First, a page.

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Ethiopia: The hyenas of Harar

Emmanuel Igunza reports from the ancient city of Harar in Ethiopia, where it appears man and hyena have evolved a mutually beneficial - if unlikely arrangement.

Unesco take Ethiopia's Simien park off danger list

Unesco has tweeted that it has taken Ethiopia's famous Simien Park off the list of endangered world heritage sites following the government's decision to build an alternative road around it:

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The park was added to the danger list in 1996 due to the impact of a new road across it.

In a statement, Unesco said:

The World Heritage Committee welcomed Ethiopia’s commitment in building an alternative road to alleviate the disturbance of traffic on the main road that crosses the property, reduce cattle overgrazing and visitor impact.

The committee furthermore welcomed the stabilization of the site’s endemic animal populations of, notably, Walia ibex and Gelada baboons."

The park was placed on the danger list in 1996.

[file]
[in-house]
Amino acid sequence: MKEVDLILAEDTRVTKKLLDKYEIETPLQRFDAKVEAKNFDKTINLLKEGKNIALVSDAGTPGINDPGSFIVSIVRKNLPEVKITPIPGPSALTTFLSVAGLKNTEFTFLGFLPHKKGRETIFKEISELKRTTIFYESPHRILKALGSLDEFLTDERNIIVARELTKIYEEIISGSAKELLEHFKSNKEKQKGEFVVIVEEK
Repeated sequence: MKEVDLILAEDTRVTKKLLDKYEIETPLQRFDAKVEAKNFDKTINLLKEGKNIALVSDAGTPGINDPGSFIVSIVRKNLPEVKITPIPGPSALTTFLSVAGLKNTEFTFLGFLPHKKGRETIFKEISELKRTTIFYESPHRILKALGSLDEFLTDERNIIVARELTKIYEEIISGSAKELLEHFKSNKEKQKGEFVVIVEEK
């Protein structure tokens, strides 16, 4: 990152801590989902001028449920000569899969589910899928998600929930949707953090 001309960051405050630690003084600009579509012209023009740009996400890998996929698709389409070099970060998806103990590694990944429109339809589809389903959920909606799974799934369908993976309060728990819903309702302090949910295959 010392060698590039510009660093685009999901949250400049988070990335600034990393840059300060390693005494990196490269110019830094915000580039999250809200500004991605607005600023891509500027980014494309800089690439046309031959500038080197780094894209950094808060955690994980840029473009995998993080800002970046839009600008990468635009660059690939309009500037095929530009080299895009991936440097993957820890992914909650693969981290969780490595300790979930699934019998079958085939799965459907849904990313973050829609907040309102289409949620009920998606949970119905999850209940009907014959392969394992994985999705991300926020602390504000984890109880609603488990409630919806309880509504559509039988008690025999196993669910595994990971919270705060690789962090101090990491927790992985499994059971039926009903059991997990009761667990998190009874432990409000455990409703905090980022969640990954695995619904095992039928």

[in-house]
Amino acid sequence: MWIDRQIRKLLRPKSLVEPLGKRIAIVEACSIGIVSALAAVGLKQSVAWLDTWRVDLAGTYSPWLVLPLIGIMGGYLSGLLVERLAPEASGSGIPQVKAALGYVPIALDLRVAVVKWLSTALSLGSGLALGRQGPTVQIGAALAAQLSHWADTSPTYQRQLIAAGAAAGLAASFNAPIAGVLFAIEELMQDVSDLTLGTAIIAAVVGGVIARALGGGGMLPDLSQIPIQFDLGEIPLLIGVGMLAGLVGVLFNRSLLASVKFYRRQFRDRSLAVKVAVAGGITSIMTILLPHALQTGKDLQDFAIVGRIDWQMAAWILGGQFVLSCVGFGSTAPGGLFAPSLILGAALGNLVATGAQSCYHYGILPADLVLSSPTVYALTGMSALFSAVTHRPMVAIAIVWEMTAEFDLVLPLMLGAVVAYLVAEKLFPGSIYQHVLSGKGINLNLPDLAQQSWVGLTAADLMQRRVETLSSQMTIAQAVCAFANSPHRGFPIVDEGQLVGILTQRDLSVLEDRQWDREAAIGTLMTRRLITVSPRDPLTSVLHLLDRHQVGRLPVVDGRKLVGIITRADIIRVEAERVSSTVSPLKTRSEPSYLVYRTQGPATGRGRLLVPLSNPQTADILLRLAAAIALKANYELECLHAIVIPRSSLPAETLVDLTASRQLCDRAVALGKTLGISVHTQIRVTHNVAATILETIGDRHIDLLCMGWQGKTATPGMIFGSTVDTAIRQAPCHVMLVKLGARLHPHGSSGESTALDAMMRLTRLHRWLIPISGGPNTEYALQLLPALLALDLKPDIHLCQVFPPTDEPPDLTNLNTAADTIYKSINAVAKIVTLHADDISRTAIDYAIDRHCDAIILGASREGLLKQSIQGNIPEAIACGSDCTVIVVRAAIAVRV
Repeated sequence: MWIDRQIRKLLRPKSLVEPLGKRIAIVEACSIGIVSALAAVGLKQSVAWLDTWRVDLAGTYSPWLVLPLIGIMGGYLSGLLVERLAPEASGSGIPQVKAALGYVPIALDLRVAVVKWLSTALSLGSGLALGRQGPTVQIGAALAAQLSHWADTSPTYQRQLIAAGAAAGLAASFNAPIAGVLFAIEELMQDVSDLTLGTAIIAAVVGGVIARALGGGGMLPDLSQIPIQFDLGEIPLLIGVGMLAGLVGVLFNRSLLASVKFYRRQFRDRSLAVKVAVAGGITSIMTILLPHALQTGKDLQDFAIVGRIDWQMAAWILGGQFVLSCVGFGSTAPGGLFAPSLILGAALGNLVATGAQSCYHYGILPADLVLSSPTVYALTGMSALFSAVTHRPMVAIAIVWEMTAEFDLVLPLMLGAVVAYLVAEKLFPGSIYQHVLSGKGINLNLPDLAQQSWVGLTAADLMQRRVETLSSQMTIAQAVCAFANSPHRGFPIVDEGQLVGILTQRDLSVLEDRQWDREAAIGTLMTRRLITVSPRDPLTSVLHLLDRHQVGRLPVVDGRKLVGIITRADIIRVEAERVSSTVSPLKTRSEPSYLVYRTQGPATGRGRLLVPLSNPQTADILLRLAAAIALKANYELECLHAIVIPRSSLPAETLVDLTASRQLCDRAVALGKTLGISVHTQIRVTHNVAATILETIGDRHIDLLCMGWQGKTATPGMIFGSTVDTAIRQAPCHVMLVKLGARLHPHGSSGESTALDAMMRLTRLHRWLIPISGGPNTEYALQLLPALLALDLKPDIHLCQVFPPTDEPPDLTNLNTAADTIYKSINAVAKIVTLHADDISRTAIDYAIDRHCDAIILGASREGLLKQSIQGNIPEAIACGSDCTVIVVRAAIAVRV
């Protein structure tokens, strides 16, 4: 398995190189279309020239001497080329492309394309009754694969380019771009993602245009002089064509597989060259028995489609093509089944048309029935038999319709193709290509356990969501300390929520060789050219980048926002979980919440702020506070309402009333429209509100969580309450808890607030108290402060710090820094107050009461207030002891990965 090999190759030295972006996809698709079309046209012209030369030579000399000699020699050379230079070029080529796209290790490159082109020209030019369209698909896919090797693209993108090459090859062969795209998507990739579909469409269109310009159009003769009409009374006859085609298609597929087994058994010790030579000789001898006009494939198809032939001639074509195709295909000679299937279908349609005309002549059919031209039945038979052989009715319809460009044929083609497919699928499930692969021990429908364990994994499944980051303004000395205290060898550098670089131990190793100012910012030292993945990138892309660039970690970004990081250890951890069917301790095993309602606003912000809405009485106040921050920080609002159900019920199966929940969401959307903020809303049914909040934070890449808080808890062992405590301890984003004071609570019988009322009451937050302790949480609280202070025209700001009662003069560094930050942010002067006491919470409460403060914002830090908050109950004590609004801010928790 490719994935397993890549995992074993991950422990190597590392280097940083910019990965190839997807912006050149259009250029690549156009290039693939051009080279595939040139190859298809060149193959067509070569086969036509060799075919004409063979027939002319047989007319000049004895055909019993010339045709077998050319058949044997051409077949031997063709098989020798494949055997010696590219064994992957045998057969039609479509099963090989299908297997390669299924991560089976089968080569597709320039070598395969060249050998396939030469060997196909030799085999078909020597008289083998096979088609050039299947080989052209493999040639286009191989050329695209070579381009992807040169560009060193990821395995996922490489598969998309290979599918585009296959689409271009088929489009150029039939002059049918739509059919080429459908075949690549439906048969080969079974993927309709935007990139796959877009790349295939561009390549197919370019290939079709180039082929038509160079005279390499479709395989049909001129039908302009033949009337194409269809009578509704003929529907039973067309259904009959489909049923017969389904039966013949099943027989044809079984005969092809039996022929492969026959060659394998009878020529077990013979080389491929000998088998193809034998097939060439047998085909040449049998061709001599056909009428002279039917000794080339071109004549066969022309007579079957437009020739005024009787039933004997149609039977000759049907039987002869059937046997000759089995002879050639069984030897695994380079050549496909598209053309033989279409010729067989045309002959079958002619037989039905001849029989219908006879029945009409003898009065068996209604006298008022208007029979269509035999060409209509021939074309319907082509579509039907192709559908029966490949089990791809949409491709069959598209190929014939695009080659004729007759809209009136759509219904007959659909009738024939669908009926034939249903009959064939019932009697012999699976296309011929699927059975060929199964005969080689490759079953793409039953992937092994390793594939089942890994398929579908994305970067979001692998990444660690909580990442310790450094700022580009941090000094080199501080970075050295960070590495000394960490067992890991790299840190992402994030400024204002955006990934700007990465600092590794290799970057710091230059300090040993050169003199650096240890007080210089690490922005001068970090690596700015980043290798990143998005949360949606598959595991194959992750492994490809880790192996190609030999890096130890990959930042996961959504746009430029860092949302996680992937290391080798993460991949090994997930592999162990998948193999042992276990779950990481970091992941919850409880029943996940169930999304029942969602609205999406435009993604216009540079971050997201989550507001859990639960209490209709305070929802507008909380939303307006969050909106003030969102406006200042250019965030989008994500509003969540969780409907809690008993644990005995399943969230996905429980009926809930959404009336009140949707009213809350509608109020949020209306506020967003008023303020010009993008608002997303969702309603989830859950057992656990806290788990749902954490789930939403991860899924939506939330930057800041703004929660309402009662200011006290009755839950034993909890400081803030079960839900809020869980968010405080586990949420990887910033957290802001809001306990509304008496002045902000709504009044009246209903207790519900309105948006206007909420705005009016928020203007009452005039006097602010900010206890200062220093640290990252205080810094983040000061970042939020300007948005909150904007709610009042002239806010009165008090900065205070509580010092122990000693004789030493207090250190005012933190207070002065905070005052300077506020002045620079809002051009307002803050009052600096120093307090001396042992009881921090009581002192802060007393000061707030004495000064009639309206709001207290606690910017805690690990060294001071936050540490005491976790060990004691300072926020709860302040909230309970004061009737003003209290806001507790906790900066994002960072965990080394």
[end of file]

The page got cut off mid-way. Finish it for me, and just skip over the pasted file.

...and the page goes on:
We reported earlier that Unesco had also taken Ivory Coast's Comoe National Park off the list after elephants and monkeys started reproducing again on the site.

Ethiopia's Somali people "ravaged by malnutrition, sickness"

Malnutrition at alarming levels but "just the tip of the iceberg"

The medical charity Médecins Sans Frontières is highlighting an acute humanitarian emergency in Ethiopia's Somali region. The country is trying to cope with the worst drought in decades -- it's been especially bad across southern and south eastern Ethiopia. Tara Newell, Médecins Sans Frontières Emergency Manager, has just returned from the region. Photo: Women displaced by Ethiopia's drought in the Somali region - taken earlier this month. Credit: AFP photo/Christ Stein/Getty Images.

Ethiopia coffee farming under threat

BBC World Service

A woman from the Hamar tribe makes traditional coffee in Ethiopia's southern Omo Valley region near Turmi on September 20, 2016. T
Coffee is a major source of income for many Ethiopians

Scientists are warning that climate change poses a threat to coffee farming in Ethiopia.

Computer modelling carried out by a team at Britain's Royal Botanic Gardens concluded that almost two-thirds of Ethiopia's existing coffee plantations could become unsuitable for growing the crop by the end of the century.

But the team found that other parts of the country, at high altitudes, would be ideal and recommended early action to prevent damage to the industry, and perhaps even leading better tasting brews.